On 16 December 2015, Channel 4 news include a short story about PrEP.
The report included interviews with activists from i-Base and the community PrEP organisations I Want PrEP Now and Prepster.
We hope this raises the profile on the importance of easier access to PrEP in the UK.
As high quality generic drugs from India account for 65% – 85% of all NHS prescriptions, the NHS should also have the option to buy generic PrEP, unless the manufacturer Gilead aggrees to a similar reduced price.
These drugs are almost at the end of their patent life and the price for PrEP should be lower than that for HIV treatment.
Until then, it is right that people are able to buy PrEP online. But the NHS needs to provide the modest monitoring and support needed to use PrEP safely.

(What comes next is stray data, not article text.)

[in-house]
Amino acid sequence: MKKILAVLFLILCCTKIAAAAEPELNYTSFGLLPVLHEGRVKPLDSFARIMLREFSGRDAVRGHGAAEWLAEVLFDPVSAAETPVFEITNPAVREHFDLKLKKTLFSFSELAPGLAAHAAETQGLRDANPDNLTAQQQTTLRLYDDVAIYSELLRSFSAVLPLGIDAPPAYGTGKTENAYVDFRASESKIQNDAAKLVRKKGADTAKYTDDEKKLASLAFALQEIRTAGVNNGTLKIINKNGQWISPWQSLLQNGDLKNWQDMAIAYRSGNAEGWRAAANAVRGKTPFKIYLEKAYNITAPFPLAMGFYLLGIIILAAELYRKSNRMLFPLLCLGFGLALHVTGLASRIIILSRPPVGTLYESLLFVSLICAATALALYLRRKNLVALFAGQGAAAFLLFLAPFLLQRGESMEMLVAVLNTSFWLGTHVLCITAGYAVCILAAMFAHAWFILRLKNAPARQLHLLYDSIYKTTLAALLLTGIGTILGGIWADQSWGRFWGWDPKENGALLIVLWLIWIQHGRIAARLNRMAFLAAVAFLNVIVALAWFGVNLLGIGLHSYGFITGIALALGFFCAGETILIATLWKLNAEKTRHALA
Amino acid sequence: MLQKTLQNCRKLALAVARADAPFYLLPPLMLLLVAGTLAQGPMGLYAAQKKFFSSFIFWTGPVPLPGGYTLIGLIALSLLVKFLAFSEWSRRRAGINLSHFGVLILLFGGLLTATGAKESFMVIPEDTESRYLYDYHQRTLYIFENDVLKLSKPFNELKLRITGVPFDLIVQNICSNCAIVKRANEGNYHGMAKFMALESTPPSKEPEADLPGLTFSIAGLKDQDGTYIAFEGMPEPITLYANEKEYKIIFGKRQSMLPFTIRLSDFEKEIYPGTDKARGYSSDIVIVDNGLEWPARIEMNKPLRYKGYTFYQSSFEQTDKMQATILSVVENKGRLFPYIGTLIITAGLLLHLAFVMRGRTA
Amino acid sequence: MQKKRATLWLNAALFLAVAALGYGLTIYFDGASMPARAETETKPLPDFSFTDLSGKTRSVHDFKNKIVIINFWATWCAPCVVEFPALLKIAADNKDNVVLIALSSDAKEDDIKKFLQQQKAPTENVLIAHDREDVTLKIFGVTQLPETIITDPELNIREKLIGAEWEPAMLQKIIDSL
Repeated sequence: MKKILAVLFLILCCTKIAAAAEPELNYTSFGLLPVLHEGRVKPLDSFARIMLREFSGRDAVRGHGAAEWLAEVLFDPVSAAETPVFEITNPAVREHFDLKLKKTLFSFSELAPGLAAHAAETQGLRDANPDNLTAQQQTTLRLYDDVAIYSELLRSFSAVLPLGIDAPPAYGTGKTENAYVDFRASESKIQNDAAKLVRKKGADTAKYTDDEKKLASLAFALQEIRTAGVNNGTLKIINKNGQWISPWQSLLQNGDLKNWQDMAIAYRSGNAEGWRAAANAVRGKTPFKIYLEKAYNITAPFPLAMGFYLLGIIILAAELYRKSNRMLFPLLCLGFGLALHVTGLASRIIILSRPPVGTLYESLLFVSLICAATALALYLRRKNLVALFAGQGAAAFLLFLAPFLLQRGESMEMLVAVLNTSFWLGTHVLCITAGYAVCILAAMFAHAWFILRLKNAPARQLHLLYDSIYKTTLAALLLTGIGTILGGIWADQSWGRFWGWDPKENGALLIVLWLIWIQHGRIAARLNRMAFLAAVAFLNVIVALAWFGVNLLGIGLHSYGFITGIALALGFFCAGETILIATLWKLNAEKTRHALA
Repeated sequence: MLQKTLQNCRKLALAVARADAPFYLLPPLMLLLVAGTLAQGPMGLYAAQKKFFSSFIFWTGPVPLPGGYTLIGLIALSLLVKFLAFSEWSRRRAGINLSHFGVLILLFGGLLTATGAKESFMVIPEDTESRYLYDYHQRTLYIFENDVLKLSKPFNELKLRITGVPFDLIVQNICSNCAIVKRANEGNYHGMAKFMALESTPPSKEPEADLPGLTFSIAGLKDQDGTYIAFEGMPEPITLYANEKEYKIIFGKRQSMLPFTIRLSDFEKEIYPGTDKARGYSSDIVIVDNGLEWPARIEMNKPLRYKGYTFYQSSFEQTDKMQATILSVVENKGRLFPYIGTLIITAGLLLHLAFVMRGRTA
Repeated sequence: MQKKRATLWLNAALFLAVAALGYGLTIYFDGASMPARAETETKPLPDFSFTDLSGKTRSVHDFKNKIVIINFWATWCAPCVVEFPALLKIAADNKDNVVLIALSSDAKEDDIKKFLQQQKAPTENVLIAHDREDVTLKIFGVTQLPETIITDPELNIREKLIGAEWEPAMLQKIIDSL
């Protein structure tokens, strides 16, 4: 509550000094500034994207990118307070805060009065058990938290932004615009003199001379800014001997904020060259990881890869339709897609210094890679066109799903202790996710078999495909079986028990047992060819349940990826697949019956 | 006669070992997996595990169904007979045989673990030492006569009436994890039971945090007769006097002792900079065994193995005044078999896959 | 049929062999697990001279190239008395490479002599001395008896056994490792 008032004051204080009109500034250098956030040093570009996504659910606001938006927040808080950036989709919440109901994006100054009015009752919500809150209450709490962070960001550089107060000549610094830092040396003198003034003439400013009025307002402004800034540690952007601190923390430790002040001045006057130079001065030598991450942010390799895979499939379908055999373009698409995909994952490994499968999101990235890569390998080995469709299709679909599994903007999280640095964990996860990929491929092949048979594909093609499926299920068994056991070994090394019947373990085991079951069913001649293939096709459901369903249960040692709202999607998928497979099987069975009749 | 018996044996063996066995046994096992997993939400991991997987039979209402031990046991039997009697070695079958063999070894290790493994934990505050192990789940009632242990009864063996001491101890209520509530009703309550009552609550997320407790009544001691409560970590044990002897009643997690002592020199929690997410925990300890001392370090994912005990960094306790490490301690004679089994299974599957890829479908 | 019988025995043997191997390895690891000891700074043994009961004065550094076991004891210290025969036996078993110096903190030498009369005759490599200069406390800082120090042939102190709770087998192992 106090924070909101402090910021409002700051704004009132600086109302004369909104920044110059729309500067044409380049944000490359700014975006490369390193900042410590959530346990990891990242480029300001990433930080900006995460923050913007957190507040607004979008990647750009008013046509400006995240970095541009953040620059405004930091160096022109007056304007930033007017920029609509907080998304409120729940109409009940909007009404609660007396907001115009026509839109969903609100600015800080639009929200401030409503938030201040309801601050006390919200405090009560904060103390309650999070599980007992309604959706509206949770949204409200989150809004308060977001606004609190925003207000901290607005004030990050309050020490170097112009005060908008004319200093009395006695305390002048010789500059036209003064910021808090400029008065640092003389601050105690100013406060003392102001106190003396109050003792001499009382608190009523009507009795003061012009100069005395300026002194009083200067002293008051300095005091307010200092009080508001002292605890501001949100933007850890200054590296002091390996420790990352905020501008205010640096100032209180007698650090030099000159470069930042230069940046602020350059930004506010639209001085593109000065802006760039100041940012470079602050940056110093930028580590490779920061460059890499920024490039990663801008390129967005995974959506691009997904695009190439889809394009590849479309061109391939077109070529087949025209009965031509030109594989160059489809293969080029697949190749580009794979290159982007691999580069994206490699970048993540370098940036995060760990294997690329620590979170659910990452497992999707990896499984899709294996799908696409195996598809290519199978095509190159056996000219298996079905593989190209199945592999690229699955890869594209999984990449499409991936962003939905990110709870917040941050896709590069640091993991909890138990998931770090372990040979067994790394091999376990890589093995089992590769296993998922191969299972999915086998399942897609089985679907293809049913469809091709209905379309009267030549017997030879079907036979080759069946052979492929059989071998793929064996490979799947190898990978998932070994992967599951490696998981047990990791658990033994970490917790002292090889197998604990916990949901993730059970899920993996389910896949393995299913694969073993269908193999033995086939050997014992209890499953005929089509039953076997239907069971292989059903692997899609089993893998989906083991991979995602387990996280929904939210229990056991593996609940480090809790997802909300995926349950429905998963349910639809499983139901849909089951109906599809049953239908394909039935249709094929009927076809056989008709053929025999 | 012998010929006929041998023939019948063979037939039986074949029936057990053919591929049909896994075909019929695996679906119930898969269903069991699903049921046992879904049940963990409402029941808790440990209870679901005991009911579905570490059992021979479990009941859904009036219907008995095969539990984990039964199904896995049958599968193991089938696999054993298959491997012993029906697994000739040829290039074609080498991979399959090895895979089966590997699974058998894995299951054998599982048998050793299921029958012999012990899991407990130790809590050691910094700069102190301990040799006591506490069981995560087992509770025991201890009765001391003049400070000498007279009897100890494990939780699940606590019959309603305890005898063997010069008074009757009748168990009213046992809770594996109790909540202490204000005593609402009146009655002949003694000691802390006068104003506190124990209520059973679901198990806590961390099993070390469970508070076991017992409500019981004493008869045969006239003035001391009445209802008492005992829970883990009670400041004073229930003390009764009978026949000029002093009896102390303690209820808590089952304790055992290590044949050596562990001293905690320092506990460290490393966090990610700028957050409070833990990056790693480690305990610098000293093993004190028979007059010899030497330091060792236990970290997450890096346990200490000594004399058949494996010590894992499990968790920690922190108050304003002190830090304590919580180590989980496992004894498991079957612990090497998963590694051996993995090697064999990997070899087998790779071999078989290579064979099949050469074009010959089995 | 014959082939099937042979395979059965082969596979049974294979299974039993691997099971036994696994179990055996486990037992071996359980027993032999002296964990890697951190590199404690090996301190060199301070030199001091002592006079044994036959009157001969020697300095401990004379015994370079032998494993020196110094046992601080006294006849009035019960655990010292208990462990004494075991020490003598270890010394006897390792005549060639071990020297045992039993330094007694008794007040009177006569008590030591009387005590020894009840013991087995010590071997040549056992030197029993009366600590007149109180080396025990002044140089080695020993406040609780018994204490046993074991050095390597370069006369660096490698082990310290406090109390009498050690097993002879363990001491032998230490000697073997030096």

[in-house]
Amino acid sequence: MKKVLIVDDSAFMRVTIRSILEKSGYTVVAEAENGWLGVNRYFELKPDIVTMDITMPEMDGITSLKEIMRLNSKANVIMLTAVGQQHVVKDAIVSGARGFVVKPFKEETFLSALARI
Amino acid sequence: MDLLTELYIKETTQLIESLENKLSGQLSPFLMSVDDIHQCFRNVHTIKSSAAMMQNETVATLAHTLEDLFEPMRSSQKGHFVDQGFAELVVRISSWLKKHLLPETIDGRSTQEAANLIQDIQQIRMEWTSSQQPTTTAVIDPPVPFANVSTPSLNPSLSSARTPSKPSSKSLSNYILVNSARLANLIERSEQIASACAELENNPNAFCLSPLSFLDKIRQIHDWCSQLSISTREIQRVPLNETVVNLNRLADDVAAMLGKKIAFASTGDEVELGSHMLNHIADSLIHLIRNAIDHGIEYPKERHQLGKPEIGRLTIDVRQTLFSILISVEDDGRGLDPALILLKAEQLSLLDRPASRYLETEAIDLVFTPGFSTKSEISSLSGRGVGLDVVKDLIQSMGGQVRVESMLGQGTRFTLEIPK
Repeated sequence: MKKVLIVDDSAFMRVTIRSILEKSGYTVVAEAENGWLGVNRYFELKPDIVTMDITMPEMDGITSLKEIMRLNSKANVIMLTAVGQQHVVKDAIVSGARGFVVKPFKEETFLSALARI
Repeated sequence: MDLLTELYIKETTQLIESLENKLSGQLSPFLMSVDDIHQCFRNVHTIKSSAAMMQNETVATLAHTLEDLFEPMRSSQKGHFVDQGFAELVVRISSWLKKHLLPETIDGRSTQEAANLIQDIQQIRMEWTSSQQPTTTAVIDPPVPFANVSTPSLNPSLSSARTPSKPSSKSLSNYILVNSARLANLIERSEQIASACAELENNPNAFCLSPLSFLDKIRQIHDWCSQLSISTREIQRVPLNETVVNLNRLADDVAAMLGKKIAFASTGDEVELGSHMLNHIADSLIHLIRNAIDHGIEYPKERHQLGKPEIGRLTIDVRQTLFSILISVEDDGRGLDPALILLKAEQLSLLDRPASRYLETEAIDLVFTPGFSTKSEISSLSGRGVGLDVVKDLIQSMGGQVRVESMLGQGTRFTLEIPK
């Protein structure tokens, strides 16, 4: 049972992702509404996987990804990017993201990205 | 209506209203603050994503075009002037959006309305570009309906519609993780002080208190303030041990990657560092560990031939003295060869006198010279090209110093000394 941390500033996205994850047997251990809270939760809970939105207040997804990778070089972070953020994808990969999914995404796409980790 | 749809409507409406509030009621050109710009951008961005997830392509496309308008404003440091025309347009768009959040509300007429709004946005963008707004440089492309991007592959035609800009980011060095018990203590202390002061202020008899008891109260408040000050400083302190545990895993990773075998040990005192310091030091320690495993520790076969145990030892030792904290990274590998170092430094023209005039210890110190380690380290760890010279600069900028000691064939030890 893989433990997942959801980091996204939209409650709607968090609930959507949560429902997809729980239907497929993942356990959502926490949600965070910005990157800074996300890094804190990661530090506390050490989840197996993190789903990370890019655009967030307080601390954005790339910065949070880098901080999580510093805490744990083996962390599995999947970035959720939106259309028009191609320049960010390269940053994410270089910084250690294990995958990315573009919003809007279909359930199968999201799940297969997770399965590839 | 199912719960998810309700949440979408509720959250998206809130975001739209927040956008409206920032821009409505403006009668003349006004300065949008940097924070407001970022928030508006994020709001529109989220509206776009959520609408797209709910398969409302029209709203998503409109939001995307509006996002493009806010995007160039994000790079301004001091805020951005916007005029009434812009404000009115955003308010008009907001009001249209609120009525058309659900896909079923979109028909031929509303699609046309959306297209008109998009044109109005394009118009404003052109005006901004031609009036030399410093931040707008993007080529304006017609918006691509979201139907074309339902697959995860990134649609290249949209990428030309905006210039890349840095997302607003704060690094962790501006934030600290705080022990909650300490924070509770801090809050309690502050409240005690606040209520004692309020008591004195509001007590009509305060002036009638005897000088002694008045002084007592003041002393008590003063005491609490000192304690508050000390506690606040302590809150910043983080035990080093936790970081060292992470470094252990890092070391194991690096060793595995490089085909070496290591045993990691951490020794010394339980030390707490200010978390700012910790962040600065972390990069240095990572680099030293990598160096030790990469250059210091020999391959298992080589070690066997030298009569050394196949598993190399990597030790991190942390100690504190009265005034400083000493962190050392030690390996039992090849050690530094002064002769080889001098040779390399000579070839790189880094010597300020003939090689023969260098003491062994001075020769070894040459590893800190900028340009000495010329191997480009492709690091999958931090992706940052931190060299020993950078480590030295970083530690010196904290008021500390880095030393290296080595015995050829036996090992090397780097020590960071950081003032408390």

This includes testing for HIV and hepatitis B – both of which are already free – and also for kidney function. These tests are important before starting PrEP and then every few months which using PrEP as routine monitoring.
Even without generic access PrEP is cheap – and much cheaper than lifeline HIV treatment.
The continued level of HIV infections in the UK is an ongoing health crisis. Year-on-year for at least the last decade no health programme has reduced the annual rate of new infections in gay men.
As background, there is little or no positive eduction in schools to enable young people – of any sexuality – to approach adult life in a way that positively values their sexual health. PrEP is not an answer to all the problems that result, but for gay men at high risk it is likely to be more effective than relying only on condoms.
Currently there is a short window of about a year until generic PrEP is available in the UK. Until then, the NHS needs to enable doctors to prescribe PrEP to their patients at highest risk.
Doctors also need to be able to monitor the health of those people who are subsidising the NHS buy buying their own medication.
The news report is available to watch on YouTube.